As long and almost as wide as his hand, with an elongated shape, this piece of amber was dark honey-brown with tinges of red. He turned it over and rubbed the long shank sticking out. It reminded him of a crane, with its wings furled, one leg hidden inside the feathers, as if asleep just before setting out for the long journey south.
Peter Glienke dreamed not of following in the footsteps of his father, a shipping merchant, nor did he want to become a soldier, like his late older brother, Lorenz. Instead, Peter dreams of becoming a journeyman, moulding amber and turning it from a piece of fossilised tree resin into a beautiful treasure. Peter can see in his mind all the splendid colours of the amber, he can see the possibilities of what could be and what might be.
However, with the restraining hand of the amber guild hovering over him, Peter is given the boring and repetitive task of making prayer beads. But when he finds two pieces of raw amber, he cannot help himself. Despite knowing the laws against keeping any amber found, Peter can’t bear to part with the two pieces. He feels a connection to the amber, a feeling unlike anything he has ever felt before.
The Amber Crane by Malve von Hassell tells the story of how those two pieces of amber would change Peter’s life forever.
Despite having been an apprentice for nearly three years, Peter struggles with the craft—he does not have the patience to sit around making beads all day. He is trapped by the repetition of the job. When he pockets the amber, Peter begins to feel alive, the images of what the pieces could be are very clear in his mind. To work on the pieces in Master Nowak’s workshop would be to betray his master’s trust. However, he can’t get out of his head the image of the larger piece of amber, masterfully crafted into the image of a crane.
Peter’s attachment to the amber is more than just that of an object he wants to keep. The amber transports him to a world unknown, where he meets a girl, Lioba. This world is full of words and objects he is not familiar with, and yet, there is a sense of the familiarity in both centuries (1644 and 1944). The parallels between the end of the Thirty Years’ War and the Second World War cannot be overlooked. War always creates fear and anguish, and both wars lead to an influx of refugees who are desperately trying to find somewhere safe to reside and rebuild their lives. Both eras are very violent, there is seemingly endless fighting, but also civilian homes are ransacked and torn apart. However, while Peter still has his home and his village, Lioba has no one. The whole concept of time-travel is magical if done right, and that is certainly the case in this novel. But, unlike conventional time-travel novels, Peter cannot travel to Lioba’s era when he is awake, he has to be asleep. I really liked this idea, it reminded me somewhat of James Cameron’s, Avatar.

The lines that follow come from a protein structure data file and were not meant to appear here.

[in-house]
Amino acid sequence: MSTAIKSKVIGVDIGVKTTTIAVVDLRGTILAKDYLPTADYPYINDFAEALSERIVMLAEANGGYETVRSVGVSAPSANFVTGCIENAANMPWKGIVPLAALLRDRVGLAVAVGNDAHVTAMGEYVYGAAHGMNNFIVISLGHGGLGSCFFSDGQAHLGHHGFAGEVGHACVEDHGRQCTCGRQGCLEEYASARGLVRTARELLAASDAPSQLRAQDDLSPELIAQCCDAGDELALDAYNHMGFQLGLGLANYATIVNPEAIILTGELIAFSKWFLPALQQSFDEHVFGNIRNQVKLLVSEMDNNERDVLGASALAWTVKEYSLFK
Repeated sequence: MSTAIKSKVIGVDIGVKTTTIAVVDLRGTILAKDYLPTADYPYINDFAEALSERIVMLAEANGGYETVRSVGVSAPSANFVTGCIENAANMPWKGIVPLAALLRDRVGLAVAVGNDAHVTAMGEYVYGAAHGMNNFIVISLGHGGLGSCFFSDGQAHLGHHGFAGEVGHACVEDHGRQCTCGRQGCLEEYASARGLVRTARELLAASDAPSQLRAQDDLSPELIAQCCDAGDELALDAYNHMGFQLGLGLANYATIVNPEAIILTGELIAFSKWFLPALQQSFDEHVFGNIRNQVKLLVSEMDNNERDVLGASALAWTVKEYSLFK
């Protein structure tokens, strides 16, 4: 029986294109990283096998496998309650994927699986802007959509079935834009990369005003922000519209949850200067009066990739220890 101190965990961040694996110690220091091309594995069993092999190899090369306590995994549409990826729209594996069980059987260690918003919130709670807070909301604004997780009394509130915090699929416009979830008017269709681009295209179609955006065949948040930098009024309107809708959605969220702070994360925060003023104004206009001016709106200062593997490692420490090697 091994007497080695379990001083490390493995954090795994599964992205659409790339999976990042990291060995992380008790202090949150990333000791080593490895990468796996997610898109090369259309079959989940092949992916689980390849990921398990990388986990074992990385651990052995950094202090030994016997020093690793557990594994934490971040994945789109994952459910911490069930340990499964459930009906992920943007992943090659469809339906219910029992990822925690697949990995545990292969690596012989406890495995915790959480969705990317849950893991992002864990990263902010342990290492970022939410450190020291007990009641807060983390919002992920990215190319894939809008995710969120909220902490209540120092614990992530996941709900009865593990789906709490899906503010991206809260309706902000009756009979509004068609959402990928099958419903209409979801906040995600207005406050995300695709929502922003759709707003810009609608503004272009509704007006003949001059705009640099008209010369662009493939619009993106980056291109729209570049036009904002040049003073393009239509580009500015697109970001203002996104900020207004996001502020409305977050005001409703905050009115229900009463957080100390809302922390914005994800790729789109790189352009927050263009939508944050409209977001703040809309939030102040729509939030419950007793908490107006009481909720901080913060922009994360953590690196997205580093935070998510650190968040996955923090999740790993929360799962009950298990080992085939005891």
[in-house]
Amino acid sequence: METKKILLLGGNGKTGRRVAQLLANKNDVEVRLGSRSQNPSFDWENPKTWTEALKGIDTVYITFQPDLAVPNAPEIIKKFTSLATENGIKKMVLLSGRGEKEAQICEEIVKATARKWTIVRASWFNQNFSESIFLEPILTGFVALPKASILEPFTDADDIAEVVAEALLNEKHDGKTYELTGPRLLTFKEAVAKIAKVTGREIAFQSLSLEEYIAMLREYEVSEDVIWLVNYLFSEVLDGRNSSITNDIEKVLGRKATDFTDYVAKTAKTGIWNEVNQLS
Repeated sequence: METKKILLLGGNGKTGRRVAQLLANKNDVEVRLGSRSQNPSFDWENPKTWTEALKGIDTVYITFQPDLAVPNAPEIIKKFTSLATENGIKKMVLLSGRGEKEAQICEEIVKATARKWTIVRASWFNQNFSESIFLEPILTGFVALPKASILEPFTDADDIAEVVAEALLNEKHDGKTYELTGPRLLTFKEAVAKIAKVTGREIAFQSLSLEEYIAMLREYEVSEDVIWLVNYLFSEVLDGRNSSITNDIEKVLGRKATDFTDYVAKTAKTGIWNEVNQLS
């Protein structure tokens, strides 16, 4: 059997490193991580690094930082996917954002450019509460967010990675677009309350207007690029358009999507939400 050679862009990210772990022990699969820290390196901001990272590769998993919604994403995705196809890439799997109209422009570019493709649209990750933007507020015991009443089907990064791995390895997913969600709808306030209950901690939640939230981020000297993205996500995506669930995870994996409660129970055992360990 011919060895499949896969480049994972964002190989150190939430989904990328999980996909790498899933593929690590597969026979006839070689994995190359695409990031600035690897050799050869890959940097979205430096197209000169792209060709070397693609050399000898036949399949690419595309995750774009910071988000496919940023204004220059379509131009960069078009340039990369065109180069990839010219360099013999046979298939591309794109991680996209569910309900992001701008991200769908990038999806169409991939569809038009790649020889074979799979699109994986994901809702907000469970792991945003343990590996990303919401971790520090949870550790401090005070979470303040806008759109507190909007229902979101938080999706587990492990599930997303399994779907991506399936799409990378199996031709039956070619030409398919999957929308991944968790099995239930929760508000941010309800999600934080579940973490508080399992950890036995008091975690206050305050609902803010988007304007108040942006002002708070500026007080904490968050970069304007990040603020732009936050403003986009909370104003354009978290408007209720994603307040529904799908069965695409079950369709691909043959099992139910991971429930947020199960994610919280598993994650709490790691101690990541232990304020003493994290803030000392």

Amber is like a crane in many ways—a rock of little beauty and a disproportionate sized bird. The true wonder shines through when the rock is polished, when the bird takes flight and the beauty of both soars. Peter longs to be as free as the cranes in the sky, but his situation denies him every ounce of freedom he could hope for. The amber guild may restrict his creative freedom, but at home, he is forced to live in Lorenz’s shadow. Peter’s father is swallowed up by the intense grief at the loss of both his eldest son and his wife, and Peter’s sister is a burden that Peter never wanted. His sister, Effie, is not healthy, nor strong, and suffers terribly, spending most of her time rocking back and forth, never speaking a word. Lorenz understood Effie, he cared deeply for her, but Peter couldn’t understand how, and never developed a deep bond with his sister, never quite understanding, and never taking quite long enough to listen to the stories her silence had to tell. As this novel progresses, both the stories of Lioba and Effie take their place alongside Peter’s, and, it seems, the amber that Peter took from the beach connects them all, whether it be a good thing or not.
The Amber Crane is aimed at a younger audience so it is no surprise that this novel brushes over some of the details of the horror of history, and indeed, with regard to Effie’s storyline, the author has taken particular care in how much she shares with the reader. The quickness of the narrative also means that there is no time to linger on some of the horrors in this novel. While an older audience may wish for a more in-depth emotional response, I thought the depiction of certain scenes was written with an empathetic understanding of this book’s intended audience.
The historical background of this novel has been depicted with a keen sense of understanding for both periods. Malve von Hassell has penned a novel of intrigue, danger, and consequence. All actions have outcomes, and this book gives a wonderfully rounded idea of the significance of Peter taking the pieces of amber, breaking the rules, and how it affects the lives of those around him. Everyone is affected in some way by his actions, and that extends far into the future, three hundred years into the future, to be exact. Taking the amber had both good and bad outcomes, and this novel explores the idea of just how far the effect of one decision can spread.
The Amber Crane by Malve von Hassell is a novel that is well crafted. Like a master craftsman working with the finest of ambers, this novel is an object of beauty and elegance.
I Highly Recommend.
Review by Ellie Yarde
The Coffee Pot Book Club
Post a Comment
See you on your next coffee break!
Mary Anne xxx